Think of Lucille Ball and you think of predicaments -- Lucy stomping grapes, Lucy trying to keep up with the conveyor belt, Lucy having a baby. Although the line between male and female has blurred since Lucy's time, actress and writer Sherry Glaser says feminine humor is still about situations, not jokes, as Lucy surely knew: "A woman telling a story about her day with her children makes me pee in my pants. It's so deeply funny to me how we get by."
She should know. "Yesterday," she says, "my little 2-year-old (Lucy) wanted some melon, and so I get the melon, and she says, 'NOT THAT MELON!' She's screaming, and I've got this giant knife in my hand, and the sound of Psycho is going through my head, and I'm like, 'Put the knife down.'"
In 1989, Glaser took the predicaments of her own upbringing and recycled them into Family Secrets, which she'll perform at the Center of Contemporary Arts this weekend. In 1990, the show won the Los Angeles Drama Critics Circle Award and went on to run in New York for 15 months, becoming the longest running one-person show off-Broadway, a record that still stands. In Family Secrets, Glaser single-handedly portrays five members of a Jewish family, originally from New York, now in Southern California. The characters range from Mort, a long-suffering accountant, to Rose, an incontinent grandmother who discovers the redemptive powers of love and racquetball. Glaser never ridicules her characters or their plights -- she has too much compassion to take that easy way out. She celebrates their humanity instead.
Glaser starts the first of her five monologues in drag as Mort. Sixtyish and weary, Mort is talking on the phone to his daughter Fern. She has changed her name to Kahari ("It means 'jungle flower,' Dad") and decided to break up with her lover, Molly, in favor of Miguel, a spiritualist channeler by whom she is pregnant. Mort describes his shame when Fern and Molly danced together at the 25th-anniversary celebration of his marriage to Bev.
Still onstage, Glaser exchanges Mort's suit for a blouse and scarf. She alters her posture and voice, the thrust of her chin. As Bev, she explains that she waited to have a nervous breakdown until Mort's major medical could cover it. Her nasal laugh communicates the layers of depression and humor that underpin her days like sedimentary rock. Next comes Fern, the earth-sister whose idea of womanhood is to menstruate freely in a hut, and her younger sister, Sandra, a heavy-metal teenager who blames her parents for her bleak adolescence and vacuuming for her large breasts.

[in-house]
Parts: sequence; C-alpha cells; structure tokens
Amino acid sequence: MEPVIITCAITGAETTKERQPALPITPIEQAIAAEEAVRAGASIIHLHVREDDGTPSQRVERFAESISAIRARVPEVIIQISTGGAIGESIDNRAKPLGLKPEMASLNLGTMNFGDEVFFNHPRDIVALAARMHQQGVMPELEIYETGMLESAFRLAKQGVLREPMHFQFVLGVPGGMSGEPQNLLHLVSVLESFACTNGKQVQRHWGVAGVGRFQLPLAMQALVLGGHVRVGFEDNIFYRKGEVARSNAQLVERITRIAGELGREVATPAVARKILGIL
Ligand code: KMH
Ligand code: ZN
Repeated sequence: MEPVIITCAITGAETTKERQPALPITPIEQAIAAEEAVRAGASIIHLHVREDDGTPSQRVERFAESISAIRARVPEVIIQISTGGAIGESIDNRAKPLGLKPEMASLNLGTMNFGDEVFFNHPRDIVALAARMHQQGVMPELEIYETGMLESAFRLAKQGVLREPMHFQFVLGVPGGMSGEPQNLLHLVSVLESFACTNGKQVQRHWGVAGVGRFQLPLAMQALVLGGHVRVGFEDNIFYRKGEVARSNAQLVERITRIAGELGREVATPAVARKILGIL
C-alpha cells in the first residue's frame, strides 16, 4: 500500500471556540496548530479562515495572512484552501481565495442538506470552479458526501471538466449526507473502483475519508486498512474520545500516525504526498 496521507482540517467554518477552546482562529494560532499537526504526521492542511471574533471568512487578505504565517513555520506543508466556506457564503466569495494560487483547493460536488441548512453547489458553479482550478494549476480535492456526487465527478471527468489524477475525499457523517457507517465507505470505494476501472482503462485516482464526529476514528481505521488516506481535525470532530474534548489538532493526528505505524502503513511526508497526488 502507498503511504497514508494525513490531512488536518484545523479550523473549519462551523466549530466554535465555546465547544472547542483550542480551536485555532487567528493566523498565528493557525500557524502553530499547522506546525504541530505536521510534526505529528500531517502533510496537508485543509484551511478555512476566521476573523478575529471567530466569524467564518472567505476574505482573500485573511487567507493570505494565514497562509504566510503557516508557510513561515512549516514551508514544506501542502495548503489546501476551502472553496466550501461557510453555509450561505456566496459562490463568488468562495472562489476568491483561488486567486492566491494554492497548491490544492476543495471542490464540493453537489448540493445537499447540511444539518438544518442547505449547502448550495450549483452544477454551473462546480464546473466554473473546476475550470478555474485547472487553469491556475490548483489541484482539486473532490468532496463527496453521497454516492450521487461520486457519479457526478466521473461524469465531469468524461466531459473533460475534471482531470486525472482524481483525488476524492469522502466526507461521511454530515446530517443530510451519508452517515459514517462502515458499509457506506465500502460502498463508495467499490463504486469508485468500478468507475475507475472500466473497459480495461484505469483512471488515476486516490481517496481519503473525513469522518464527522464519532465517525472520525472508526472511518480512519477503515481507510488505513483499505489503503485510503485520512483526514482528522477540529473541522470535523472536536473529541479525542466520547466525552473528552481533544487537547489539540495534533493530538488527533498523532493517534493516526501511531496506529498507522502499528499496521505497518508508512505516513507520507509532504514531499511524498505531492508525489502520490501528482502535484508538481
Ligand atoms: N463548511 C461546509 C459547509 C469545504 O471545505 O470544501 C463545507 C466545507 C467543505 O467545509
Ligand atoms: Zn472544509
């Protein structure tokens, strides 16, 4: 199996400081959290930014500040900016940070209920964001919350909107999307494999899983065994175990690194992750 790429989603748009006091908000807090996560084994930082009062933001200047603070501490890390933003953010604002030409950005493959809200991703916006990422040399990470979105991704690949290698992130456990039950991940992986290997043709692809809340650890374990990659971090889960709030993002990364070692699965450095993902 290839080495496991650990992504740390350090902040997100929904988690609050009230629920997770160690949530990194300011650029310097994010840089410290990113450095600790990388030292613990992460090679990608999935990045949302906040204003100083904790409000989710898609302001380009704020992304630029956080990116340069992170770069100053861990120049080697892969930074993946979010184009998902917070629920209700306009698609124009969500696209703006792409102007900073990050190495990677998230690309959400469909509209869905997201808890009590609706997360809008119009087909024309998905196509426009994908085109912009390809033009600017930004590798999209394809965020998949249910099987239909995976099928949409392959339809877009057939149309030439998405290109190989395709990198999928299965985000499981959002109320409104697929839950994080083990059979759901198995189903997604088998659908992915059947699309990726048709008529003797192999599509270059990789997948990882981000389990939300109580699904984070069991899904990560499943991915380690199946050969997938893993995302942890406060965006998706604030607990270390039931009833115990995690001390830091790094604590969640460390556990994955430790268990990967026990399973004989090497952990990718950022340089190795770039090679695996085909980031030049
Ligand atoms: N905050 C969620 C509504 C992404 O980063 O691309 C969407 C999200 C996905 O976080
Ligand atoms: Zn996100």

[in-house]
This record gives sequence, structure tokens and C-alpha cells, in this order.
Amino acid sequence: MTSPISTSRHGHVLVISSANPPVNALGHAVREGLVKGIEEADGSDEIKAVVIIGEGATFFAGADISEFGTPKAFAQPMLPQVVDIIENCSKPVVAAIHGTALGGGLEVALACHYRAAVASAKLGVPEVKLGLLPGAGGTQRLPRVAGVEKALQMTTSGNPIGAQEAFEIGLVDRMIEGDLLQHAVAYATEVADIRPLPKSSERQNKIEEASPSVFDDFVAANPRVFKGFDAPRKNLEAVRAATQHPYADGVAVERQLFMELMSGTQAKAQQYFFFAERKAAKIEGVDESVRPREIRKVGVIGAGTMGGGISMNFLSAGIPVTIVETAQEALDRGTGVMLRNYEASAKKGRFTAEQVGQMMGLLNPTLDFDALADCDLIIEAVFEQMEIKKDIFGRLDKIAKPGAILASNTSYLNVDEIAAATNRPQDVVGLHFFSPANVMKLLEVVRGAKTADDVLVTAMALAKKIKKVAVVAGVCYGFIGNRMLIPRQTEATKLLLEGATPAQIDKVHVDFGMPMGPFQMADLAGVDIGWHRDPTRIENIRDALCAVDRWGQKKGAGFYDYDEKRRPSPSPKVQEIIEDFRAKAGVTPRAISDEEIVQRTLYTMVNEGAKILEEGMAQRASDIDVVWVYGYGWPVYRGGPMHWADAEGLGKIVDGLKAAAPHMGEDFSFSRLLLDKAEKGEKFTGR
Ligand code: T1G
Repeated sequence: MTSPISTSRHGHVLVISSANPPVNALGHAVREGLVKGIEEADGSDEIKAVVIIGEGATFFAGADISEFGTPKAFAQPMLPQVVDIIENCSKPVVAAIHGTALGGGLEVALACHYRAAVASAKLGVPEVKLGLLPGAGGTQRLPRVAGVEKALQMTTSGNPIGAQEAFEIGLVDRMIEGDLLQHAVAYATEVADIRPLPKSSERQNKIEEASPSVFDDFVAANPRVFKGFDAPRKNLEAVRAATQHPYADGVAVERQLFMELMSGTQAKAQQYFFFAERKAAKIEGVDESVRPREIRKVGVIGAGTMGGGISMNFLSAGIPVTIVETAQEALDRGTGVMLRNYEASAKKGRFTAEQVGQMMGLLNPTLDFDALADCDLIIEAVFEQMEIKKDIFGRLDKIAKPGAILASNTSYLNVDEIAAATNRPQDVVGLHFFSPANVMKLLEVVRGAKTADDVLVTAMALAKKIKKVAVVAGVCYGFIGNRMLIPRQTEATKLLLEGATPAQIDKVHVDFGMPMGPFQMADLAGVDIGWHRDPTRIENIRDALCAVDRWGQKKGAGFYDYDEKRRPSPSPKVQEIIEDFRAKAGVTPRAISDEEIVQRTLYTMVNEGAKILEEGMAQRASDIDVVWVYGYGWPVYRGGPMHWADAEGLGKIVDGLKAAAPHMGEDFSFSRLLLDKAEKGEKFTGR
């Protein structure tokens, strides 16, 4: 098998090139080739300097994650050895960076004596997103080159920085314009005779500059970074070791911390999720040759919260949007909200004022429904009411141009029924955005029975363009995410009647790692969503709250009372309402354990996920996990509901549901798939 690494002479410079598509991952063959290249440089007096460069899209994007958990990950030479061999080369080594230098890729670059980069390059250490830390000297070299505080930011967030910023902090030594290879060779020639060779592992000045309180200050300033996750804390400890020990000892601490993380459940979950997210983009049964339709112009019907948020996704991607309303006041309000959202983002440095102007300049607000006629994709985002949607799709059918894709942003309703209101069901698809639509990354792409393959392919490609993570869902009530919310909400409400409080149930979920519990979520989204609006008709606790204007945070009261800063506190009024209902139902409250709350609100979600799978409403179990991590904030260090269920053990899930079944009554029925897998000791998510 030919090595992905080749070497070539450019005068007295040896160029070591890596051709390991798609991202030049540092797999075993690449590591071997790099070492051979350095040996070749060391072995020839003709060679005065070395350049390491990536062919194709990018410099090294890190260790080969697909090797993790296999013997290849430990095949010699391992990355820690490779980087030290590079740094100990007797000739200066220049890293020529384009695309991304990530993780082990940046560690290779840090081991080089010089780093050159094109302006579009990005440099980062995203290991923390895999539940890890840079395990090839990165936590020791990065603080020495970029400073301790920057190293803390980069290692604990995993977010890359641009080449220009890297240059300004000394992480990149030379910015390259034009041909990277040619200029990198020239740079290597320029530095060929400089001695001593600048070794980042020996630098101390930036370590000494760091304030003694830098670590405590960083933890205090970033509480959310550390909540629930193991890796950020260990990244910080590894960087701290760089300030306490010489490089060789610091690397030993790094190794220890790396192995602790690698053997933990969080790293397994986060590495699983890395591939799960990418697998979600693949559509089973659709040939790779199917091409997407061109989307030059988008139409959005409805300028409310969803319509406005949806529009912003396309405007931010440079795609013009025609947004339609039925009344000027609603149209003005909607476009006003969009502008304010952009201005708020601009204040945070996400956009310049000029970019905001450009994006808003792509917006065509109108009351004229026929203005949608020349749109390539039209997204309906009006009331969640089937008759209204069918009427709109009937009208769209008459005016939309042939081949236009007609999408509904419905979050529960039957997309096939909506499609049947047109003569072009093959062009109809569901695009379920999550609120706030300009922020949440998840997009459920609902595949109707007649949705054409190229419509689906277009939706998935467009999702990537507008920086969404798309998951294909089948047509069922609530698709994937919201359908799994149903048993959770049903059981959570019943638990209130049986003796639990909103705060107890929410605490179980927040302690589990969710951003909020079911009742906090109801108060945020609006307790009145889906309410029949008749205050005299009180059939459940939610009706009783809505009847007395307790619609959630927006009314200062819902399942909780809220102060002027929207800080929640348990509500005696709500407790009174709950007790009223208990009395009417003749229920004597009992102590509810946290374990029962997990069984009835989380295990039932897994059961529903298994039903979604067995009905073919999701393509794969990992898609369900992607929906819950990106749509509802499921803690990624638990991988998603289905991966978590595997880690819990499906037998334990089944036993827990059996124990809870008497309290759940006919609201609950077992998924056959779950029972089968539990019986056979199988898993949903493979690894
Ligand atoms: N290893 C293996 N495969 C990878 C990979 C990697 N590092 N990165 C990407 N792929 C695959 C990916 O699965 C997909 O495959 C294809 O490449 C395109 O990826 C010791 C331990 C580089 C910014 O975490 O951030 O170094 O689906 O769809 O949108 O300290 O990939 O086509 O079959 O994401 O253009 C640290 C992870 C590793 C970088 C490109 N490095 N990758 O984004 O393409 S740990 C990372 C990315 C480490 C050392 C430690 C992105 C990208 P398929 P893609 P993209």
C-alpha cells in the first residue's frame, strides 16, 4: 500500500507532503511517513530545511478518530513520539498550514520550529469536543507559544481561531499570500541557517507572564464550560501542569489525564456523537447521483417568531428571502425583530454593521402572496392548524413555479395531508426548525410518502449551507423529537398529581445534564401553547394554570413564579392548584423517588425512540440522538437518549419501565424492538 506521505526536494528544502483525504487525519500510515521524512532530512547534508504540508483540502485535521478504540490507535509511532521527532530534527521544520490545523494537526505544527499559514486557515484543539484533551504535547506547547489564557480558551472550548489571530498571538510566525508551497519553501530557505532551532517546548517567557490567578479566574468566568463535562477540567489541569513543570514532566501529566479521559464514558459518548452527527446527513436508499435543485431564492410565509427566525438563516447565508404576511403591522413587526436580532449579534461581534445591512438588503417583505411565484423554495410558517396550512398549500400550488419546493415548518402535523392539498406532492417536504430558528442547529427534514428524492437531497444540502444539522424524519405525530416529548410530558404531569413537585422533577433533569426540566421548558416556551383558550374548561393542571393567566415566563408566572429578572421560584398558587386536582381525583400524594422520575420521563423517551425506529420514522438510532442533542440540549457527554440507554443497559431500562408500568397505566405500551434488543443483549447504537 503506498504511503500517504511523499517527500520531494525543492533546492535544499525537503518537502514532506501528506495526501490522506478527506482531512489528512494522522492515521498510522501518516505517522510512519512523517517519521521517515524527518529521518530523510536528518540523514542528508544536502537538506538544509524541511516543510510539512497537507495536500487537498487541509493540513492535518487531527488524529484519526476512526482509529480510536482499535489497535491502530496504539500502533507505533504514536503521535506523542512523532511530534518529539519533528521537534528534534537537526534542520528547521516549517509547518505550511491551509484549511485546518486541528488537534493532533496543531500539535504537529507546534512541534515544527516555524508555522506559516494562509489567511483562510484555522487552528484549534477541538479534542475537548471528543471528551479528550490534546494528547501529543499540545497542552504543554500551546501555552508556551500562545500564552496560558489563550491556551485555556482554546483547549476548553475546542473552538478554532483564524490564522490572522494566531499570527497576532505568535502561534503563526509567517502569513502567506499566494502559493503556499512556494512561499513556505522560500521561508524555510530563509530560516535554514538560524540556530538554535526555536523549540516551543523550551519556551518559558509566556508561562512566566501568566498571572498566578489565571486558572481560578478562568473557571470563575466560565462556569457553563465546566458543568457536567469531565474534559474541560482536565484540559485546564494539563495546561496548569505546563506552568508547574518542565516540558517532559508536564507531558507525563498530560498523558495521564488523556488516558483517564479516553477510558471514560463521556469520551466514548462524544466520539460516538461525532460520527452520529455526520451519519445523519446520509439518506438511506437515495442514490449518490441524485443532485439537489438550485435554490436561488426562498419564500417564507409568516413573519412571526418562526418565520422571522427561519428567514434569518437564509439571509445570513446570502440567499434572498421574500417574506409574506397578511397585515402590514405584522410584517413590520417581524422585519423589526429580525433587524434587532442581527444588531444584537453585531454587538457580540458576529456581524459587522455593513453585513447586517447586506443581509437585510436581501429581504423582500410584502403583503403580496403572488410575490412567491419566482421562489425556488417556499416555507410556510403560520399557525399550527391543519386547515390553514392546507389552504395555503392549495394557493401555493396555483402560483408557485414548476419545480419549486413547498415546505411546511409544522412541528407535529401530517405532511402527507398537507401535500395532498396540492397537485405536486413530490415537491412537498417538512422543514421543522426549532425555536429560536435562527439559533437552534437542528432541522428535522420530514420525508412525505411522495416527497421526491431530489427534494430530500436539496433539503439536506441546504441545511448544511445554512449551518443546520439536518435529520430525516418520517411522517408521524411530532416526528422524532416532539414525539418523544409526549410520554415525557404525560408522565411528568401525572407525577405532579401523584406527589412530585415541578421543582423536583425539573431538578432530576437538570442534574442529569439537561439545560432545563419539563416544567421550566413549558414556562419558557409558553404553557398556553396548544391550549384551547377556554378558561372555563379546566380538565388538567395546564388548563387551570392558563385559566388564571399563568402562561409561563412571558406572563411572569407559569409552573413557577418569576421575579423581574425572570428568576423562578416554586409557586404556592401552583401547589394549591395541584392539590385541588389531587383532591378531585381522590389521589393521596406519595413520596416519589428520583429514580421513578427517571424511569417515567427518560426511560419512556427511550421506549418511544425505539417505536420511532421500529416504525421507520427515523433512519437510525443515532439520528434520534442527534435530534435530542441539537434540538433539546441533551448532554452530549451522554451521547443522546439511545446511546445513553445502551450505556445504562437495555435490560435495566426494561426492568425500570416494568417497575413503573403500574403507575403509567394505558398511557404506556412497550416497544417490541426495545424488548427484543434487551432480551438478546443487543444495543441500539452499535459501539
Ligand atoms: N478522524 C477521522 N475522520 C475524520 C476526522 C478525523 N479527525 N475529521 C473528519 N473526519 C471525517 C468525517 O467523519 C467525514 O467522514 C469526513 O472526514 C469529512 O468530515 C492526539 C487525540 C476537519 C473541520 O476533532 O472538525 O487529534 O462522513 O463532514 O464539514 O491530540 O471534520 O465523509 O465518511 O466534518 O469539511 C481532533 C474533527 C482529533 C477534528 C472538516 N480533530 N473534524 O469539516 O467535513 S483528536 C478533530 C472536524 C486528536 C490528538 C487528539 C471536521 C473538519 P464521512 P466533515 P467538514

The material has the potential to melt into stereotype and treacle. But keenly observed details, such as Mort's enthusiastic nose-picking and Sandra's less-than-romantic loss of virginity, save the characters from caricature.
Perhaps that's because the piece is largely autobiographical. Both Glaser's mother and grandmother suffered from manic-depression and nervous breakdowns, her mother's occurring when Glaser was 4. Like Fern/Kahari, Glaser was involved in a lesbian relationship for six years before meeting her husband in 1985. A former bulimic, Glaser makes Sandra her younger self, on the road to drugs, bars and secretarial school.
And grief has deepened Mort's character since the death of Glaser's father two years ago. With makeup and a fake mustache, Glaser says, she looks exactly like him: "Having to become him has been incredibly joyful and painful more than ever, seeing him in the mirror and not being able to see him anymore. I miss him terribly. So it's my chance to be with him, in a strange way." Glaser has also incorporated his death into a new show, Oh My Goddess, in which she plays two characters: Miguel, a Latino waiter/channeler whose father has recently died, and Ma, The Great Jewish Mother of Us All, who has returned to save the earth from its disarray.
But there are some familial predicaments that even Glaser can't explore, at least not yet -- such as what she believes is the voluntary disappearance of her husband and director, Greg Howells, a year-and-a-half ago. "He left all his stuff on the 13th hole, and his clubs, and the car in the parking lot, and he was never seen again," Glaser says. "It's made me have to take on a lot more of the weight of my life, and so the weight of the characters, too."
Despite the pain of the situation, Glaser jokes about how she has removed Howells' name as co-writer of Goddess, because she has changed the piece since his disappearance. "My manager said, 'What if he sees it?' and I said, 'Well, let him come on over and complain to me.' Look, I'm going to bait him, you know. Let him speak up."
Like countless Jewish (and other) performers before her, she exorcises the confusion of her personal growth through self-deprecating humor. Writing her family's stories offered catharsis, she says: "It was the act of defining them and putting them in context and giving them into characters -- that's what healed me and helped my life."